Idaho’s Black Butte is otherworldly destination

Instead of an actual trail, jumbled volcanic rock dictates that you meander through its obstacle course. Each turn brings you closer to the summit that tops out just up the road from the Shoshone Ice Caves, but progress was slow.

The immense stone garden that is traversed continually changes. Early on, the ground surface contains enough soil interspersed between rocks to support a mix of native vegetation such as sagebrush, bunchgrasses and the emergence of forbs. Halfway to the top, any evidence of soil had disappeared and only the occasional sagebrush and fern bush persists. Soon after, only dark lava rock remains.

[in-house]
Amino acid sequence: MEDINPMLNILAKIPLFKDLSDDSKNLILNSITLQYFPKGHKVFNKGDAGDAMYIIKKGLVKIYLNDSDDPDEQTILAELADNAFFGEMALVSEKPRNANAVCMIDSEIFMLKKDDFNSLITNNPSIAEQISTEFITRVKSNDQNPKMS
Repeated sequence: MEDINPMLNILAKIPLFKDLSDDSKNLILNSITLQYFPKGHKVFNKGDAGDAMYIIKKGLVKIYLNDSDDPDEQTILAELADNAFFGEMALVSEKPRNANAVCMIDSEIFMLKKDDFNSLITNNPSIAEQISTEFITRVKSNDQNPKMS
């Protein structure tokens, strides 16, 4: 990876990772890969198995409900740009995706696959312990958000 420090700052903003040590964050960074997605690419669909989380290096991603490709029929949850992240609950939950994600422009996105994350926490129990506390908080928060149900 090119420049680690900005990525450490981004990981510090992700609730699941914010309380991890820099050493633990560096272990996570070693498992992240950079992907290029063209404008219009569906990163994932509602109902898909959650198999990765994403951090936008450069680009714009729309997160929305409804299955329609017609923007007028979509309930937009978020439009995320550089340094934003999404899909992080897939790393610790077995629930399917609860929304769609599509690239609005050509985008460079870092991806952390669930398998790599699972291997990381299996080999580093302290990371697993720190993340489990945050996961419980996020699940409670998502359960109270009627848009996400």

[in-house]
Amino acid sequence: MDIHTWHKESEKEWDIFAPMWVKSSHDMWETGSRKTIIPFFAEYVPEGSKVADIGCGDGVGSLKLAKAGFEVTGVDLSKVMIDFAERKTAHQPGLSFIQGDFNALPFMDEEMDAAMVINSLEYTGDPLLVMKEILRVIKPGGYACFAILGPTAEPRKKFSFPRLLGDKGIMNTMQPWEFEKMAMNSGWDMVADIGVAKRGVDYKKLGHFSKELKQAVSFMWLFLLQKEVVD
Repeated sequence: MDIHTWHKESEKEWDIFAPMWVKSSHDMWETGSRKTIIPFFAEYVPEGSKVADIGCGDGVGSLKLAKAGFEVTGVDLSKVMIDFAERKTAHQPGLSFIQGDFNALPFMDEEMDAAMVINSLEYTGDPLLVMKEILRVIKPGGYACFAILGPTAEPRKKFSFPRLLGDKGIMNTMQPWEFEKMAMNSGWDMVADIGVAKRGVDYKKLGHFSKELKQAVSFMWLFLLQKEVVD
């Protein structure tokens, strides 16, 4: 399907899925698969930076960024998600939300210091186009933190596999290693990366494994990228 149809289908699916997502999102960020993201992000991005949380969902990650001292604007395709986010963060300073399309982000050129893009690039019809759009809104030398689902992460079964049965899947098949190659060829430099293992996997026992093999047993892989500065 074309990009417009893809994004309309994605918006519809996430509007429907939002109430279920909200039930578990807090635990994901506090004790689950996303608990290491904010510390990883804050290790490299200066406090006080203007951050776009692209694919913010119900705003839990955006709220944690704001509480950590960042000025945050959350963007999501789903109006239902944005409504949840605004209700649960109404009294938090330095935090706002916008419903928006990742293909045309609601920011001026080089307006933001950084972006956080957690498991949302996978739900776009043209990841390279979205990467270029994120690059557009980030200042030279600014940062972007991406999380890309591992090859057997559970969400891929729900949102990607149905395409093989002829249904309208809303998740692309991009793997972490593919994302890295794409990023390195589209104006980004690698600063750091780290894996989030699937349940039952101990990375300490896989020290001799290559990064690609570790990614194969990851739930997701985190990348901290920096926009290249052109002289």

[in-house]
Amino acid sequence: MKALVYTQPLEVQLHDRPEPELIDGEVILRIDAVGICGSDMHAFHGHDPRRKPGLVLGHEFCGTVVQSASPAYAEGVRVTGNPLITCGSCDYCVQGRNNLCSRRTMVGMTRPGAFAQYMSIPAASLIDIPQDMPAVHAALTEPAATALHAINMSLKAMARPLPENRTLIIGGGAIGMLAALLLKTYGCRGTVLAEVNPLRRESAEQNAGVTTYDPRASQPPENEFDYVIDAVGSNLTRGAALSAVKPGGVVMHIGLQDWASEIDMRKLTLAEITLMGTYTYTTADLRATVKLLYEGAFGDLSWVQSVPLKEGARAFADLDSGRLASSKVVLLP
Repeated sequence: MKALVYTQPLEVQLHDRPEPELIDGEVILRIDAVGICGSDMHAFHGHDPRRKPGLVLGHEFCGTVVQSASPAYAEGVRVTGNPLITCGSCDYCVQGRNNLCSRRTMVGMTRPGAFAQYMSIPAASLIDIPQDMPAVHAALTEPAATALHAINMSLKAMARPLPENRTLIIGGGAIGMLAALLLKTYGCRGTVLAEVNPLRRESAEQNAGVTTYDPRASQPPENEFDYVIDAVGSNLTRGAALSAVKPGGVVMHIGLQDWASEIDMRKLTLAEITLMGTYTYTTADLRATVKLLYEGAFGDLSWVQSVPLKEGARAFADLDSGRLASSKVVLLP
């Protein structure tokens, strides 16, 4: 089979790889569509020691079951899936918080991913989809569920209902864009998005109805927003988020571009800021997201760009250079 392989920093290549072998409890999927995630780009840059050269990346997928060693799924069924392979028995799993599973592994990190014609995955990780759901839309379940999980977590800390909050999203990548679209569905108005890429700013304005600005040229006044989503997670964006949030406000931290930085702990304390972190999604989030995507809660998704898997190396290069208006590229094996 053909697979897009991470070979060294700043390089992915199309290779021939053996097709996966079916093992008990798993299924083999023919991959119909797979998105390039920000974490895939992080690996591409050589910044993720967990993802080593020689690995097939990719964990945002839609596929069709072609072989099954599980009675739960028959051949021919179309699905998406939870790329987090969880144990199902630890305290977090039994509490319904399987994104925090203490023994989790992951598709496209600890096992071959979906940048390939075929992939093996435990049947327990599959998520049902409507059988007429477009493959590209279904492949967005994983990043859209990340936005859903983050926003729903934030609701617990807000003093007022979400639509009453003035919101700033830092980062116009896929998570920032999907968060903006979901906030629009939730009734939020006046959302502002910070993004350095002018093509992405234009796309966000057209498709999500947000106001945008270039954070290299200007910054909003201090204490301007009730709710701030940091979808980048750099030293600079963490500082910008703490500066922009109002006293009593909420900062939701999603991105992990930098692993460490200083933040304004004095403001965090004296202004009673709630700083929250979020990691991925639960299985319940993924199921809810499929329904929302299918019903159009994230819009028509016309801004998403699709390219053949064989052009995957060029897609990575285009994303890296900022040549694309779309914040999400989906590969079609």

While this shield volcano was only one of many across the Snake River Plain responsible for spreading liquid basalt across the landscape, Black Butte has several features that separate it from the rest. The eruption of Black Butte occurred only 10,000 years ago.

The most dramatic sight encountered comes at the summit itself. Rather than finishing out with an indistinct crest, much of the top of Black Butte is missing. Instead, you find a crater-like basin with several stair-stepped levels that lead downward from the west to its deepest point 200 feet below the rim.

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